Complaints dried up as water levels dropped

“The boards are not God and can’t make it rain!” said Gord Roberts, Canadian commissioner of the International Joint Commission (IJC).
That was really the only concern addressed at the second-annual joint meeting of the International Rainy Lake Board of Control and International Rainy River Water Pollution Board, which was held Friday morning at the Rainy River Legion.
A similar meeting also was held last Thursday night at the Holiday Inn in International Falls.
Last year, people attended the meetings in droves to complain about the high water levels produced last June when the area received its second-highest rainfall in recorded history.
But then after that storm, the rain virtually dried up as the watershed experienced its driest period since 1912 from September, 2002 to June, 2003.
Col. Bob Ball of the U.S. Army Corps of Engineers gave a brief presentation showing the inflow charts for Namakan Lake and Rainy Lake over the past year.
He noted levels on Rainy Lake dropped below the rule curve (the recommended operating range) this spring and recently reached drought line levels.
“We try to manage and balance a series of lakes to the least detriment to all involved,” Col. Ball explained.
With that in mind, they actually kept outflows on Rainy Lake into the Rainy River higher than they should have for a period of about two-and-a-half weeks after the levels dropped below the rule curve.
“We stayed at 100 cubic metres per second to help the sturgeon spawn,” said Col. Ball. “This was agonizing because we knew the folks on Rainy Lake would be suffering more than they thought they should.
“But we did it because it was the right thing to do.”
Not to anyone’s surprise, the turnout for Friday morning’s meeting was small with only 24 people on hand, including about a dozen officials with the IJC, the two boards, and other government agencies.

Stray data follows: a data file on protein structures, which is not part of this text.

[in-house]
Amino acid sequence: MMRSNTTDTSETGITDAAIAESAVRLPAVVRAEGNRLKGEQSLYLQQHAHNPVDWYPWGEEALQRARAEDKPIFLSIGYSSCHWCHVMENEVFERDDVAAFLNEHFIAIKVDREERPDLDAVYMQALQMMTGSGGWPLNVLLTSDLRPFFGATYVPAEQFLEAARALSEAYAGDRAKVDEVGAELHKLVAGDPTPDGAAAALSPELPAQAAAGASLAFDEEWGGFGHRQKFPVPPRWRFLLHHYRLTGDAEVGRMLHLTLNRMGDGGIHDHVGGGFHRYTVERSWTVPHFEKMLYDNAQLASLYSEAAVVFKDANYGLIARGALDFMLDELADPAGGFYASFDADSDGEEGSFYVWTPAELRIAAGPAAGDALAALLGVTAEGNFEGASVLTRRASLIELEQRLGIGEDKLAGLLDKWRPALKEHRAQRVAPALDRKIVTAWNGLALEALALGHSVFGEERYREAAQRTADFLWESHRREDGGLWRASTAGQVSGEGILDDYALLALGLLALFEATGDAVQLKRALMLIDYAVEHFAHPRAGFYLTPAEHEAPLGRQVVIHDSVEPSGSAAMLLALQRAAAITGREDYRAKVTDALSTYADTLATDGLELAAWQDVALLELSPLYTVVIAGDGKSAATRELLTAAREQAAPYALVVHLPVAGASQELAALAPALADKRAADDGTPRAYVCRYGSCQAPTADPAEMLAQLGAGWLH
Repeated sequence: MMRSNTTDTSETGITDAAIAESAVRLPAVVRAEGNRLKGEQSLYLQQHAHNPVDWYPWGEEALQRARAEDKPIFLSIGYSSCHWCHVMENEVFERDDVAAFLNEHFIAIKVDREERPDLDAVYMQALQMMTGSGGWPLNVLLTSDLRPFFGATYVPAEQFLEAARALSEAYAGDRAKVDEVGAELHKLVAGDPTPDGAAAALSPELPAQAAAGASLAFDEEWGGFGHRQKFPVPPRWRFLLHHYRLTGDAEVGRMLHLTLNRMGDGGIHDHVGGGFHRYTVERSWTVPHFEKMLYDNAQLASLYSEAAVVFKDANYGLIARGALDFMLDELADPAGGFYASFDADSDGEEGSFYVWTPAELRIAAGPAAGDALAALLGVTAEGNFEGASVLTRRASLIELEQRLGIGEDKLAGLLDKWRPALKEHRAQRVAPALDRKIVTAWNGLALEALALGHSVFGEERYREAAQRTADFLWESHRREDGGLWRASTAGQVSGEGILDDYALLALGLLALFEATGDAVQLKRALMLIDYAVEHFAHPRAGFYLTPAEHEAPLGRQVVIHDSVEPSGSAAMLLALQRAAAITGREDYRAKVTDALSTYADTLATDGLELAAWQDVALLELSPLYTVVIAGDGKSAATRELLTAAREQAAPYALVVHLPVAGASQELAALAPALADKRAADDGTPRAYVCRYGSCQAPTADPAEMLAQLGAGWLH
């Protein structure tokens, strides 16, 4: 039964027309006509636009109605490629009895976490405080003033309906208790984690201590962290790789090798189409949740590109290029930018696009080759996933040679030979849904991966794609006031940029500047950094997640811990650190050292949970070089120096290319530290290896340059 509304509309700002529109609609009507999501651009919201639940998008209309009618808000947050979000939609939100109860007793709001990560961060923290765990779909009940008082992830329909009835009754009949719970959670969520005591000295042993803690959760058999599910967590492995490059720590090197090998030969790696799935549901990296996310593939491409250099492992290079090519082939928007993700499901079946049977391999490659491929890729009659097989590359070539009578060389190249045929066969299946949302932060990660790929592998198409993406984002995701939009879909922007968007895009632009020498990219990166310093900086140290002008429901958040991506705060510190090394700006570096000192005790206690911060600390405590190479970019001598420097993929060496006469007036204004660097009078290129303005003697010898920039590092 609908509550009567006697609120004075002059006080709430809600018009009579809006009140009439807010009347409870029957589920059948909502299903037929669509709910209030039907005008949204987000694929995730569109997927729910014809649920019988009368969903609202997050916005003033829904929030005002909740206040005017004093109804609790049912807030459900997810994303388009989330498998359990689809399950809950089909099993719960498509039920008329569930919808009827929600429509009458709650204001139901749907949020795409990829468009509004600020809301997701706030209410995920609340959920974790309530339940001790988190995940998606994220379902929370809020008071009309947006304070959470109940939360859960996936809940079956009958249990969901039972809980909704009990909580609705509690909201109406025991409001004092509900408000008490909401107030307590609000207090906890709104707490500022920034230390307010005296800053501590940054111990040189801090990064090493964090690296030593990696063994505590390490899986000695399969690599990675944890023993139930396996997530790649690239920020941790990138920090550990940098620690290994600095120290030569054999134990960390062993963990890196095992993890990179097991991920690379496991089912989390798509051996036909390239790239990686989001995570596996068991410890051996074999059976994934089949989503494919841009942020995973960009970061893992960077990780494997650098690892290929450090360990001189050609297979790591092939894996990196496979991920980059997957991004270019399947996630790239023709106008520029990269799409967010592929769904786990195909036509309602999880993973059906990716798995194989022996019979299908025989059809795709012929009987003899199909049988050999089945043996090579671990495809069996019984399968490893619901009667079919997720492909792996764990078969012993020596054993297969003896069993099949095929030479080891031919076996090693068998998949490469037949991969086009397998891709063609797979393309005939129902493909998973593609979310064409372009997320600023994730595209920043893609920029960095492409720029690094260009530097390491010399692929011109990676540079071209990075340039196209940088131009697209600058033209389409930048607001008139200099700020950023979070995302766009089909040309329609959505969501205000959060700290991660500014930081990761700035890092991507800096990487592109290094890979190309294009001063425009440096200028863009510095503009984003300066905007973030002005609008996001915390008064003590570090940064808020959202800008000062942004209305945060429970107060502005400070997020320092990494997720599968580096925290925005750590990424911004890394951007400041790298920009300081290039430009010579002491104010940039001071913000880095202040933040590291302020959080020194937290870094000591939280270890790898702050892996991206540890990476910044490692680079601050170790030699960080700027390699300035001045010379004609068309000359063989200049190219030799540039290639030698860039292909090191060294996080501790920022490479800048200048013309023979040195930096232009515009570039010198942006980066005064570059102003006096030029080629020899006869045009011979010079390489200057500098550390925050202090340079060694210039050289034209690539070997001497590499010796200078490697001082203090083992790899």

“When the water is high, we get a lot of people at these meetings, usually to complain,” said Commissioner Roberts.
One question was asked with regards to what is being done on Lake of the Woods to help the situation on Rainy Lake.
Rick Walden, of the Lake of the Woods Water Control Board, noted the outflow there is at a minimum, with only 150 cu. m/s flowing into the Winnipeg River system.
The average outflow for this time of year is about 460 cu. m/s.
Ed Eaton, U.S. Engineering Advisor, asked if anyone locally had any navigation issues.
A few noted that in some places, people can’t get their boats in the water and that there are a lot more sandbars getting hit.
“We don’t think there is a crisis situation downstream [from Rainy Lake] yet, but if there is, we will consider increasing the outflow of Rainy Lake,” Eaton said.
Both Eaton and Walden said Rainy Lake is starting to recover as there has been some rain in the area. But they added it is a big lake and takes a long time to rise.
They did say more rain would help, but that is up to Mother Nature.
Commissioner Roberts noted efforts are afoot to try and create a basin board that would help make decisions for the entire watershed rather than having one board for Rainy Lake, Rainy River, and Lake of the Woods all making decisions independently.
He said after the meeting that he thinks it would be a good idea, but noted some of the boards involved in the amalgamation process are resisting the change.